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Wilson’s new solar farms nearing completion
2017-02-22

 

The 60-acre solar farm on Downing Street is one of eight constructed recently by GCL New Energy to add renewable energy for the city of Wilson.

BRIE HANDGRAAF | TIMES

Posted Sunday, February 19, 2017 8:40 pm

By Brie Handgraaf

Times Staff Writer

The transformation of roughly 430 acres of underutilized land into renewable energy sources is nearly complete as GCL New Energy crews finish the eight solar farms.

“This is a green energy, so no one has to worry about greenhouse gas emissions,” said Chris Ebel, a director at GCL New Energy. “There have been approximately $1.4 million worth of upgrades to Wilson’s electric grid because of these projects that are paid for by us. The annual revenue to Wilson Energy is about $400,000, so the city is gaining and the landowners remain the landowners, so everyone benefits.”

A developer put together the eight projects — one each on Downing Street, Bloomery Road, St. Rose Church Road, Old Sharpsburg Loop, Jonesy Road and Ward Boulevard as well as two on Charleston Street — with the city, then sold them to GCL for construction.

The China­based company brought in a workforce of about 300 people to complete the work, with three solar farms awaiting testing, two nearing mechanical completion and three expected to be complete near the beginning of March. Testing for the farms takes about 15 to 20 days, but the goal is to have the first five sites producing solar power for the city by March 31, Ebel said.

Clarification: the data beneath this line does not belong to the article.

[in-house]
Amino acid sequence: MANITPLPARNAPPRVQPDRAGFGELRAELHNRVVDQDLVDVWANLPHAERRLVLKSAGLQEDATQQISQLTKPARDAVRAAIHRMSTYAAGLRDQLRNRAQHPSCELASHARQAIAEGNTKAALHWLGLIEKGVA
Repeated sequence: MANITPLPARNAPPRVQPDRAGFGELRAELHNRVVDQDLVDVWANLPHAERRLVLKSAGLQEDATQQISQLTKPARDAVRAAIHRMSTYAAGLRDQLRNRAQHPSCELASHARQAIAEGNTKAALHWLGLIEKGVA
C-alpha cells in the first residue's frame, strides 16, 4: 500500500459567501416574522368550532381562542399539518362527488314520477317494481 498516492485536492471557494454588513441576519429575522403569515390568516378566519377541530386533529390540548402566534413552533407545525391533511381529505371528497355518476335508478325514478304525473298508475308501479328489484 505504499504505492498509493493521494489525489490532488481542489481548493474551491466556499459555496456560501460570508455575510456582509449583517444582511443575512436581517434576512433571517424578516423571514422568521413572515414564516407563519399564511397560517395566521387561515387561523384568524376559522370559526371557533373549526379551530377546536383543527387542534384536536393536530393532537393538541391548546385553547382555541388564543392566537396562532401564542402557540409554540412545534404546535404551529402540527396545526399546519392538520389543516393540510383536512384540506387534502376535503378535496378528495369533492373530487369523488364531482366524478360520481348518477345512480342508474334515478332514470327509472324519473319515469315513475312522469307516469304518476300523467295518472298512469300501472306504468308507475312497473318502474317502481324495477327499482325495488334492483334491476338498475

GCL Chief Finance Officer Steve Liang was in Wilson recently to see the projects firsthand and ensure construction was on schedule. While the panels used in Wilson were produced by another company, they contain a silicone chip manufactured by GCL.

“The silicone chips actually produce the power,” Ebel explained. “When the sunlight hits them, they vibrate very quickly and create the energy.”

Six of the sites have a maximum power output at peak performance of 10 megawatts while two have an output of about 5 megawatts.

“The modules generate the power and the wiring underneath comes to what we call an inverter,” Ebel said. “It takes the DC power and coverts it to AC power, which is what you use in your home. From here, it flows to one of our power pads and from there, it flows to the power poles and onto the electric grid.”